07 Dec 2018

Written by Damien

Damien is one of the most widely quoted money and investment experts in the national press and has made numerous radio & TV appearances. He created MoneytotheMasses.com while working in the City when he became disillusioned with the way the public were left to fend for themselves because they could not afford financial advice.

More about Damien

How often should you check the value of your portfolio?

As humans, we are inherently bad investors. We are prone to emotional decision making and find it hard to stick to a process. Back in September, I wrote a piece explaining that if we want to improve our chances of making better investment decisions we need to understand how and why we make decisions, especially those concerning money. In a way, we need to be a little less human.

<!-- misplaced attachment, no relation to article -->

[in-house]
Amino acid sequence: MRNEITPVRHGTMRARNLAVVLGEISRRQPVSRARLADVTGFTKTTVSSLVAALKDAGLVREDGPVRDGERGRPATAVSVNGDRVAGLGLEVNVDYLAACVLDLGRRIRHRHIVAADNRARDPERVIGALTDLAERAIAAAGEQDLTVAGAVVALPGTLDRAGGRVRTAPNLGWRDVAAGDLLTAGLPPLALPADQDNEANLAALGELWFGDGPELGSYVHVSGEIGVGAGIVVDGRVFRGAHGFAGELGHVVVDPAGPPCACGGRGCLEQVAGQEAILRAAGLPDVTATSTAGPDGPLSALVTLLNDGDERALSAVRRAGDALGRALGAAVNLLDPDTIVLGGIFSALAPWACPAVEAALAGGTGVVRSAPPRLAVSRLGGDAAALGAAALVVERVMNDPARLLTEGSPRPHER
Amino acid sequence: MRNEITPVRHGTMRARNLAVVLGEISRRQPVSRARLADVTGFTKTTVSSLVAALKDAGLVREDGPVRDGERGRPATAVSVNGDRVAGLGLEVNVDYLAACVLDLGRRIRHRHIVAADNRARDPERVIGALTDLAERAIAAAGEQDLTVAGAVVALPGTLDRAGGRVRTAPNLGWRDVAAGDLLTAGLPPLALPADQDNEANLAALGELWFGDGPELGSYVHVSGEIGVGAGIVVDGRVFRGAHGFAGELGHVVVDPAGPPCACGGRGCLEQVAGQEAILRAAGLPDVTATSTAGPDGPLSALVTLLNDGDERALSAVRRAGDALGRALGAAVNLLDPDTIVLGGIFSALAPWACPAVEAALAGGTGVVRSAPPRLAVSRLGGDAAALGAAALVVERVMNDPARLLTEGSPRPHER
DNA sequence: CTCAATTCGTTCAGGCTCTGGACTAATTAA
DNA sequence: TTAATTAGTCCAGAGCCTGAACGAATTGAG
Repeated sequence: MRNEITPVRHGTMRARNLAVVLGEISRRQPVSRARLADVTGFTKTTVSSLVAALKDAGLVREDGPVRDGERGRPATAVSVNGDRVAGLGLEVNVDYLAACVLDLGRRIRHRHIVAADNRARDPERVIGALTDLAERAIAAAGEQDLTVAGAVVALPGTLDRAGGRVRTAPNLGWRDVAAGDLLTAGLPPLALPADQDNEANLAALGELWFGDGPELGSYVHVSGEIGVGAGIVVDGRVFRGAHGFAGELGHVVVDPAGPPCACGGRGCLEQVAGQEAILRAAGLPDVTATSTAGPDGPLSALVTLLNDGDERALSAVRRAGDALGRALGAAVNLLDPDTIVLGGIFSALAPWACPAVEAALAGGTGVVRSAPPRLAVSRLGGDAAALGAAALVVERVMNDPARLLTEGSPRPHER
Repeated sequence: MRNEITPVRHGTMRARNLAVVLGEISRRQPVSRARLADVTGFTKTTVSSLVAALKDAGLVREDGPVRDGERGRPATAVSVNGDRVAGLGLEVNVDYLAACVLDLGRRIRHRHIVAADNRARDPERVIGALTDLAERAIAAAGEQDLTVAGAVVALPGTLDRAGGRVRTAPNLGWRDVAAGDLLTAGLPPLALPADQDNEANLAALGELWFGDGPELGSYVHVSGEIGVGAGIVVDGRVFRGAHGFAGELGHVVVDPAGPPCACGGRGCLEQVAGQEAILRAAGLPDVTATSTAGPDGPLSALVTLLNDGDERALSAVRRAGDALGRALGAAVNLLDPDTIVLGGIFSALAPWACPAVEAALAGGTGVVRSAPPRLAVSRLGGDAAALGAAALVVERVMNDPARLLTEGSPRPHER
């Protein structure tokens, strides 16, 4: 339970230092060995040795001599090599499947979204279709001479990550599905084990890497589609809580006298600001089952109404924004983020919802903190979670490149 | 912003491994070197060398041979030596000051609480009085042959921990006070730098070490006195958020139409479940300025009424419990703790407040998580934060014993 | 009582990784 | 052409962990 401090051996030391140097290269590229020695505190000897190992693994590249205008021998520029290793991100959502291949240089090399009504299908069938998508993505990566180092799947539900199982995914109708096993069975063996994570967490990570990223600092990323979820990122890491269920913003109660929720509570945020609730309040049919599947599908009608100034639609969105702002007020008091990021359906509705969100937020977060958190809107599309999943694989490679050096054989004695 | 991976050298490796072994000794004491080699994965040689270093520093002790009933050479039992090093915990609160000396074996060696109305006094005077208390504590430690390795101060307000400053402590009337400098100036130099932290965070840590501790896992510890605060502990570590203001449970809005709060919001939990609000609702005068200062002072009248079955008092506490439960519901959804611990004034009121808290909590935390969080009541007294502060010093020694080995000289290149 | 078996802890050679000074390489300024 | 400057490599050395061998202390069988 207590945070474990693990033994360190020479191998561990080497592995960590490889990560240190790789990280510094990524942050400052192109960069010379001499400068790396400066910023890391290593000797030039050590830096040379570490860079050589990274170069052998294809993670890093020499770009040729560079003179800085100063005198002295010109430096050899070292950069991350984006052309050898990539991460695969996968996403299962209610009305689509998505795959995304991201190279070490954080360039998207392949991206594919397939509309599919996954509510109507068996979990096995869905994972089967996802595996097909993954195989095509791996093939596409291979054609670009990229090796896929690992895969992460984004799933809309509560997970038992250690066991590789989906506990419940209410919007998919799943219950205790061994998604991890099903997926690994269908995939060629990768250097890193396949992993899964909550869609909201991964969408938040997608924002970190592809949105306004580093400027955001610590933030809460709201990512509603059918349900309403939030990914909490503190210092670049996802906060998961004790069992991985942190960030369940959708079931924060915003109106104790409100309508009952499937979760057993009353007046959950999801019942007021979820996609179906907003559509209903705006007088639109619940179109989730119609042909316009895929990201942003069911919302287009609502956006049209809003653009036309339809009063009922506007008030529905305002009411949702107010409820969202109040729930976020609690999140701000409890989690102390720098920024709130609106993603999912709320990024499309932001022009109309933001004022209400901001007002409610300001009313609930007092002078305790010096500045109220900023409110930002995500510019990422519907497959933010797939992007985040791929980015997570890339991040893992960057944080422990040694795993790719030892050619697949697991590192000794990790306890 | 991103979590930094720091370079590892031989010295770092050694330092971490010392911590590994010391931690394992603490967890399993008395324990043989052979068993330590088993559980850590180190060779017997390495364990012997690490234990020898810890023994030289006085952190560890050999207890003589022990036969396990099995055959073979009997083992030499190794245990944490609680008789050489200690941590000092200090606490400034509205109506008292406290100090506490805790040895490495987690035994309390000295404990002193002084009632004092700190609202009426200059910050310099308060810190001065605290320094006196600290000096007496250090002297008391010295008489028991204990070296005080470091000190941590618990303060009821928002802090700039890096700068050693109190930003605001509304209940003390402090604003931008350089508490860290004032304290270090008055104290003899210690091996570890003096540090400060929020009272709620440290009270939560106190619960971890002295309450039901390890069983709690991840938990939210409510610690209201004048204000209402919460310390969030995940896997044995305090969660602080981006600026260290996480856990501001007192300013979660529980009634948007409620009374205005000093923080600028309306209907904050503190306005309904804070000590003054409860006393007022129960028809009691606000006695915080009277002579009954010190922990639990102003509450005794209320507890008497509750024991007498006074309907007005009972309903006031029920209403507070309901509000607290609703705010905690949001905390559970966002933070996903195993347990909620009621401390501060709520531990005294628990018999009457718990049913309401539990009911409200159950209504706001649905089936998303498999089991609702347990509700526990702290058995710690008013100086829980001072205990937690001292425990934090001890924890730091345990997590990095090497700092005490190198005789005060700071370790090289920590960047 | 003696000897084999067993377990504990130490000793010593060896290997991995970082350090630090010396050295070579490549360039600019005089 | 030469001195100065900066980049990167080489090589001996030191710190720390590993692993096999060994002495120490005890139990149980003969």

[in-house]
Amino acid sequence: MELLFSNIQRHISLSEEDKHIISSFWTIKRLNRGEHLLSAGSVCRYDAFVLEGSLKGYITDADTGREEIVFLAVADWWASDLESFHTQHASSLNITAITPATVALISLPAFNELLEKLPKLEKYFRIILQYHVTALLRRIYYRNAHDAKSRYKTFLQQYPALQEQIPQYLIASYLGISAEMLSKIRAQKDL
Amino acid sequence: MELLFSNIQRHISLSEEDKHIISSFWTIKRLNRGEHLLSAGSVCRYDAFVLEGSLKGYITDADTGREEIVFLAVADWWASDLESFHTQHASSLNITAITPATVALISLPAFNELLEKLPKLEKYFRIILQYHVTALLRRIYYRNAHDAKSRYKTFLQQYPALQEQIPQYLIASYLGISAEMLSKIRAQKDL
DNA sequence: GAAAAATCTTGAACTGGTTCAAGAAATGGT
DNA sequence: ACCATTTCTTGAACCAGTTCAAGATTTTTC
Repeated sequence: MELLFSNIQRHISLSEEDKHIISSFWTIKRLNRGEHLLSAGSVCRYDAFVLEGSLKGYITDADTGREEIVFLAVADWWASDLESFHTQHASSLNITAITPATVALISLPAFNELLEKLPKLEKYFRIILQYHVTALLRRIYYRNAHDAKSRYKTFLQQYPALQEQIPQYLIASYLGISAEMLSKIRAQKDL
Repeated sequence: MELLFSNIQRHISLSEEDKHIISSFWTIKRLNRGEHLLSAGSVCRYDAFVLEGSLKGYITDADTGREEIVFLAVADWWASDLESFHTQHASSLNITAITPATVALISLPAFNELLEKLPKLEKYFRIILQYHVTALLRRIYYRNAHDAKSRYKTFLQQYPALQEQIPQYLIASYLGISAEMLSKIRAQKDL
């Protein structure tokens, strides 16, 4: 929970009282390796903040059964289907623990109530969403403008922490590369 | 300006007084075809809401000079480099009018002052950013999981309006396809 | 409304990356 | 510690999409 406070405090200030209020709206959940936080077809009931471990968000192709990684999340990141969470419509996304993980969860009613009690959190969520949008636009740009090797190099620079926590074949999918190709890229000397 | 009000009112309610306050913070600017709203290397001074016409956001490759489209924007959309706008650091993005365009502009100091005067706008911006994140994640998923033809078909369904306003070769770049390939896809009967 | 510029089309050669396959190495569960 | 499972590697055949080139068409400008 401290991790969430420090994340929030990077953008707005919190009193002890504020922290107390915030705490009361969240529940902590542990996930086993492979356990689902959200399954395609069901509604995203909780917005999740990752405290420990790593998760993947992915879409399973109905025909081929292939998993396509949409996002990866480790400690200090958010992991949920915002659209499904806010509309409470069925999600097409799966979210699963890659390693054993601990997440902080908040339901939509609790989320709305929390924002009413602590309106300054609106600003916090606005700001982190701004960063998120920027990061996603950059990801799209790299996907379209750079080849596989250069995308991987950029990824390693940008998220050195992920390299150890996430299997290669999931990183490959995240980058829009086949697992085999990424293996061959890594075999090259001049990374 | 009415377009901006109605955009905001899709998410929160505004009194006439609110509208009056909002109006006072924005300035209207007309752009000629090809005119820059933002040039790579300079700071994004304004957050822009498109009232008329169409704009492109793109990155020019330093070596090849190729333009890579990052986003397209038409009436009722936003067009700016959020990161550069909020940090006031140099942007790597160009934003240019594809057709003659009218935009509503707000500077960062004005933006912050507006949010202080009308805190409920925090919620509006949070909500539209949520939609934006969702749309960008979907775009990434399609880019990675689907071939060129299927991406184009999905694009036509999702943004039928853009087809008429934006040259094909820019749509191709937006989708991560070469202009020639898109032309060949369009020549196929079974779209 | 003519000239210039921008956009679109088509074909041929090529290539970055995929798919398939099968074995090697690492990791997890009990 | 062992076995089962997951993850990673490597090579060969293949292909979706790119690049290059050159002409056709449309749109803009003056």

Loss aversion & anchoring

We all have behavioural biases which can cause us to make the wrong or illogical decisions, even if we are presented with perfect information. One way to improve our chances of outperforming the market is to accept our biases and try to counter them.

One of the behavioural biases I discussed in a recent note was loss aversion. Loss aversion describes investors' preference to avoid losses over making gains of an equivalent size.

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